We also knew that the trial was going to happen in the fall, but didn’t know specific dates.
As it happened, by the time the trial rolled around, aside from Dave – who stayed on as and continues to this day as Non-Executive Chair of the Board of Directors – none of the other executives were with Sandvine. Of course, that didn’t stop them from participating in the trial.
As the actual dates approached, word leaked to at least some of us as to when it was all going down. For instance, we were trying to book Don for a social engagement, and his availability depended upon the exact timing (i.e., when can he catch his flight home) of the trial.
Other than knowing it was happening, though, we didn’t get any updates. As Daniels’ said, folks who entered the courtroom had to surrender electronic devices, so it wasn’t like things were getting live-streamed on Twitch or Twitter.
As Daniels’ said, folks who entered the courtroom had to surrender electronic devices, so it wasn’t like things were getting live-streamed on Twitch or Twitter.
The first we knew of the outcome was when a certain genuinely-awesome-and-unintentionally-hilarious photo started circulating in the office, featuring Dave, Scott, and Don emerging triumphantly onto the courthouse steps.The same day, the news came from Germany that a ruling declared the equivalent European patents invalid…so good news all around, and a deservedly bad day for Packet Intelligence.
Frankly, we in the office were all overjoyed for the guys: they took the battle to the end, and emerged victorious; I also imagine it was somewhat bittersweet, given that the company was no longer theirs.
Tales from the Trial
That night, over drinks (we were at a farewell celebration for a long-time colleague), Don regaled us with tales from the trial. None of us had been on the stand before, at least not as part of a patent trial, and we were curious what it was like.
Don’s stories were numerous and funny, as his stories generally are. For instance, he recalled how he’d stood outside the courthouse at one point and asked the guard, “So, what is there to do in Marshall, Texas?” to which the guard replied, “You’re doing it.”
Don recalled how he’d stood outside the courthouse at one point and asked the guard, “So, what is there to do in Marshall, Texas?” to which the guard replied, “You’re doing it.”
While he was on the stand, Don was asked what he had personally to gain by participating in this trial and mounting the defence. Don explained that, due to the acquisition, he had no financial interest in the outcome. When asked why he’d taken weeks of his life to help prepare the defence, and then additional days in person on the stand, he replied, “Because it’s the right thing to do.”
That’s a message that popped up several times throughout the trial, and is captured in Daniels article. No doubt it played at least some role in influencing the jury: on the one side you see a bunch of guys who really busted their asses building a real company, who are all about doing the right thing, who have little or nothing to personally gain from the outcome; on the other, you see…well, the precise opposite.
On the one side you see a bunch of guys who really busted their asses building a real company, who are all about doing the right thing, who have little or nothing to personally gain from the outcome; on the other, you see…well, the precise opposite.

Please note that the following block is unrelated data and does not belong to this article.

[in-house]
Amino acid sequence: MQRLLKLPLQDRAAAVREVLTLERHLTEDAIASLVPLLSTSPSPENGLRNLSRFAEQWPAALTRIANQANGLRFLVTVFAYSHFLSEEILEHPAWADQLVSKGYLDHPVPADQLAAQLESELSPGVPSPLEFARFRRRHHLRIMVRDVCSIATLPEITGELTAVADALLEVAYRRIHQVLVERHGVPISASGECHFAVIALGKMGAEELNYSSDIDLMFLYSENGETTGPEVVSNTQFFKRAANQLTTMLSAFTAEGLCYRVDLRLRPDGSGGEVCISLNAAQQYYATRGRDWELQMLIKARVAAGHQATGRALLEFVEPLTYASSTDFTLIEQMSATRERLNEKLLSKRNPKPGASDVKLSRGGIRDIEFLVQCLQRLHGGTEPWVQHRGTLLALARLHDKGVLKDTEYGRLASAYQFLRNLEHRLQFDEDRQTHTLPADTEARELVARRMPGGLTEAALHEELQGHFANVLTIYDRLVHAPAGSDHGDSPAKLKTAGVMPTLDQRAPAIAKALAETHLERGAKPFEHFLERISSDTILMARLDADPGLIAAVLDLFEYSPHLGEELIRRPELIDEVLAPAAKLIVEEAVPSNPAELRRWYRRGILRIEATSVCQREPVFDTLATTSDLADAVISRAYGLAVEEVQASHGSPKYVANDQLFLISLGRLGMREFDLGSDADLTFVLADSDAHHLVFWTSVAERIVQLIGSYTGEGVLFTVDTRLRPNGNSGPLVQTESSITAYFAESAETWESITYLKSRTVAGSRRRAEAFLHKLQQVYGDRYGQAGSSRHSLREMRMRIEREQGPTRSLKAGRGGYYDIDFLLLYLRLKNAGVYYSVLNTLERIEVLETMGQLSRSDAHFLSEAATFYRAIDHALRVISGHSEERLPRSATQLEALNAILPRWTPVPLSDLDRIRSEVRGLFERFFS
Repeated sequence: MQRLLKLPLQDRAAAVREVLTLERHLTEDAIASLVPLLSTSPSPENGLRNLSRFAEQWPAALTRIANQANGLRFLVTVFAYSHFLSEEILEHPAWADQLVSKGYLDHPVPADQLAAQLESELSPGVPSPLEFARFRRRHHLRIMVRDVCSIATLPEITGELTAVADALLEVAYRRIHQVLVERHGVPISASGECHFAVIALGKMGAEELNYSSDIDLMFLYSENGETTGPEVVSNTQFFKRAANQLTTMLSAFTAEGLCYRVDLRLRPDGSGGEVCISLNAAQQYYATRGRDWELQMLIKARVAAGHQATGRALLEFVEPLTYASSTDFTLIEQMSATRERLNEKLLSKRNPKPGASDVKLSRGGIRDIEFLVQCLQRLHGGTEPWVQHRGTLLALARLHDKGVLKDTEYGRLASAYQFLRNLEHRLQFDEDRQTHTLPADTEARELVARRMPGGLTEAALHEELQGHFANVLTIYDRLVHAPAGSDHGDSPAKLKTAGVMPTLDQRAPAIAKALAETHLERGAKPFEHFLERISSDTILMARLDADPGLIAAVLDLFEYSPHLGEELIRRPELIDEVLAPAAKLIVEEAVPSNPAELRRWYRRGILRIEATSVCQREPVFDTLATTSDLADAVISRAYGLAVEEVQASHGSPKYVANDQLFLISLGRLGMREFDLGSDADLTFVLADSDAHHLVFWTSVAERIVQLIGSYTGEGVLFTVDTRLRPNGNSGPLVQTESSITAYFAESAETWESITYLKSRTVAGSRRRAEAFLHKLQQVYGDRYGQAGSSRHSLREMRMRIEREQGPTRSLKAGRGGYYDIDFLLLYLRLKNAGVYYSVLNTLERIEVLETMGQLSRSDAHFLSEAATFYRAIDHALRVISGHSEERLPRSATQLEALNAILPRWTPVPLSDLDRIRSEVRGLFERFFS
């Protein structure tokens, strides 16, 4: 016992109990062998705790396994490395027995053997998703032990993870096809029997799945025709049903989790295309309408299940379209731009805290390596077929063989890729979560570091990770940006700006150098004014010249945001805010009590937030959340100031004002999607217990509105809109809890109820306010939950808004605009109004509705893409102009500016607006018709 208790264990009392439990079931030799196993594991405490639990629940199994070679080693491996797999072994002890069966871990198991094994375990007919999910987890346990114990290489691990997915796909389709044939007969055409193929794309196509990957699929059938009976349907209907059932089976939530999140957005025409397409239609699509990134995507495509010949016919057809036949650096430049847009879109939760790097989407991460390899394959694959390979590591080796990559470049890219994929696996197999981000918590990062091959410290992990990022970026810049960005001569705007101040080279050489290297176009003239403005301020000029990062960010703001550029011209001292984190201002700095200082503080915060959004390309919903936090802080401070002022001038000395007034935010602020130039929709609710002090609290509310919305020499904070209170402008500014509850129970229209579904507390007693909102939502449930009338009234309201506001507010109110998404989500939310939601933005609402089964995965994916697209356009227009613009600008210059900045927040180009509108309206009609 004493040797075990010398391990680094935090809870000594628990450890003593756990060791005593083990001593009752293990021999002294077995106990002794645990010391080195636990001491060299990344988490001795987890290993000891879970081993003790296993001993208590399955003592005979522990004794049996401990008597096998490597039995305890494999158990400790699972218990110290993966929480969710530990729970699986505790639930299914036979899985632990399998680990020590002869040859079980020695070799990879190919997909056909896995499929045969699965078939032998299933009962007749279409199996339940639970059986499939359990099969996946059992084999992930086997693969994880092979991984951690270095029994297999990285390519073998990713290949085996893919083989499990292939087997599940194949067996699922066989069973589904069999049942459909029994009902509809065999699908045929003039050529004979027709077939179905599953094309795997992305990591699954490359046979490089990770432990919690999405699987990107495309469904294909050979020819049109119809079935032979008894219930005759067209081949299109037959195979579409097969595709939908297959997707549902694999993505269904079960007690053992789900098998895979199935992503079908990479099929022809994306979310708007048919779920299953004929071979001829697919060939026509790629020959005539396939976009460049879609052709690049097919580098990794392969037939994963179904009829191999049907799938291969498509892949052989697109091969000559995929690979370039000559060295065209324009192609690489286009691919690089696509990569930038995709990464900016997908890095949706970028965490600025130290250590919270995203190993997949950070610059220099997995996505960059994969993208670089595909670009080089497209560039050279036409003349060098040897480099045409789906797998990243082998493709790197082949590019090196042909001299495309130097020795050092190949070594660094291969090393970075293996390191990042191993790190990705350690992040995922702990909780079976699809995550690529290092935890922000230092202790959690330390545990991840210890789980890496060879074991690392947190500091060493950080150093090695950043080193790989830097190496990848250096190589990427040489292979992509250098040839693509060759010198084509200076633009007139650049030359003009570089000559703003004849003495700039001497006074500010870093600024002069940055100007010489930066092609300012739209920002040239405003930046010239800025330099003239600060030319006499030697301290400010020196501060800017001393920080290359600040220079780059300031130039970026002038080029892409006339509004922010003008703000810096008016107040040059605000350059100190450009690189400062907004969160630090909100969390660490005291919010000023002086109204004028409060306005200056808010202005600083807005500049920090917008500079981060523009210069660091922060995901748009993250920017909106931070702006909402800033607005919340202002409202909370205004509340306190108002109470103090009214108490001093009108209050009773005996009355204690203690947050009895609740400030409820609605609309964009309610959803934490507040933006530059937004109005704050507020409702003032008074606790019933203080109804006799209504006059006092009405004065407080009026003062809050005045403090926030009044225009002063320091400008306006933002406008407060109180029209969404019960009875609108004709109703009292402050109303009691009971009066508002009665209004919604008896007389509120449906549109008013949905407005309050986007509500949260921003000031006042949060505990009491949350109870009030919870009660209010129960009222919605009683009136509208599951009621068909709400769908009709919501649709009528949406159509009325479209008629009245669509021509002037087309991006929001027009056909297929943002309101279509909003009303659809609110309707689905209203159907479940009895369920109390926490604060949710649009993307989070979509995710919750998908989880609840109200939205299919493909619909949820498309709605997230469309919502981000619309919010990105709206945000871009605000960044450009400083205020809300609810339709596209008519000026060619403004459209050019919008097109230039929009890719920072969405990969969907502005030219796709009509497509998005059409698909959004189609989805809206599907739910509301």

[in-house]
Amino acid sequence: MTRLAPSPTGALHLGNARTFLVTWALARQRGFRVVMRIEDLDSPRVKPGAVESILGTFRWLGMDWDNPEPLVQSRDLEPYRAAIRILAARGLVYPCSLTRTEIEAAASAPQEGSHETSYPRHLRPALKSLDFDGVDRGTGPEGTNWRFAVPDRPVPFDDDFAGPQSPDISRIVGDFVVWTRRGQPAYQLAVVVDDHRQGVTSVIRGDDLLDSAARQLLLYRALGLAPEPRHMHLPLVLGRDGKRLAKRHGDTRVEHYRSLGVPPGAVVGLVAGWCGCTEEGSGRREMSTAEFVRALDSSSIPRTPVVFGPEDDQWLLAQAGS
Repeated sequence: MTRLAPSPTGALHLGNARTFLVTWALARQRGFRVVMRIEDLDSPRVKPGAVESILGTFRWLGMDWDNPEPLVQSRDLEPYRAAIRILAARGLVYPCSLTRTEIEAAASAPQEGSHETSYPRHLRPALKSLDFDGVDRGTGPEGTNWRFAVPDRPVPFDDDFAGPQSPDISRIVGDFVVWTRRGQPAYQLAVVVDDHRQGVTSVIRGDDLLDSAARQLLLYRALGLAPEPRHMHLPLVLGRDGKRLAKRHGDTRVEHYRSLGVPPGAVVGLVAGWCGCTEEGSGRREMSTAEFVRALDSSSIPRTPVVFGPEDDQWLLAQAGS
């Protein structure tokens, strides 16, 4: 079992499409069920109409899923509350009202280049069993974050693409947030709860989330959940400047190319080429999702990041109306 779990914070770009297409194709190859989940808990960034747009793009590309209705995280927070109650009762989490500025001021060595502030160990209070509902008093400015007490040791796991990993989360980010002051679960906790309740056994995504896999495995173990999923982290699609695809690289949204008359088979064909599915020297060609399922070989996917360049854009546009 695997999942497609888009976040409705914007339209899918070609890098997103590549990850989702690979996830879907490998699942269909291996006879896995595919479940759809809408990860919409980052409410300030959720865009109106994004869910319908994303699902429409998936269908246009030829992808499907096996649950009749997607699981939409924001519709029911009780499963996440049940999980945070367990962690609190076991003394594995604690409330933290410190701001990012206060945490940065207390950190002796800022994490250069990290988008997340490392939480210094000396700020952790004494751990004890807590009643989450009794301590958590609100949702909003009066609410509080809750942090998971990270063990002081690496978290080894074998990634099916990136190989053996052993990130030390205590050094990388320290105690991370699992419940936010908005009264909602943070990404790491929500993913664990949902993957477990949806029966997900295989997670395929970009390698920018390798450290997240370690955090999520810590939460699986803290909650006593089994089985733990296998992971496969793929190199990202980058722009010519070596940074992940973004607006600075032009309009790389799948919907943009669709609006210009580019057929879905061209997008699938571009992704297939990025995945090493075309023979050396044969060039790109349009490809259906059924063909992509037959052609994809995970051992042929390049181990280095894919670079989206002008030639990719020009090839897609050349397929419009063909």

Don also, without getting into any revealing details, mentioned the challenges imposed by the jury pool, and how that impacted the overall strategy. Daniels summarized nicely, “At the Sandvine trial, only one of the eight jurors – three men, five women, all of them middle-aged – would hold a university or college degree. As a result, the legal technique for both sides is to frame the case and their arguments in the simplest terms possible. Extraordinarily complex ideas that in some cases have taken engineers years to build are reduced in court to common, everyday concepts.”
You have to understand, Don – and people at Sandvine in general – are accustomed to speaking with insanely technical people. We can often assume that general technology and computing concepts are well understood, that our audiences have a firm foundation in networking technology specifically, and that we only really need to get into the nitty-gritty when we’re talking about our own proprietary technologies. That’s not always the case, particularly as you move up the decision-making hierarchy at a customer or speak with a reporter, but it’s pretty solid in most circumstances.
Speaking to a relatively less-technically literate audience would not come naturally, and could not be left to chance.
Speaking to a relatively less-technically literate audience would not come naturally, and could not be left to chance. On this subject, Don told us how impressed he was with the consulting and coaching he and the team had received about how to communicate: eye contact, body language, tone, message repetition, etc.
I picture a drill-sergeant standing over Don, making him practice, and screaming out, “Once more, with feeling!”¹ At least, that’s how I hope it went down.
¹Fine, this is a forced reference…but c’mon!
Don went on to say that he wished we’d done this training internally years ago. I showed great restraint in that moment and did not leap from my chair to strangle him – you know that feeling when someone comes to a conclusion that you knew and stated clearly years and years earlier? Well, that was the feeling I had.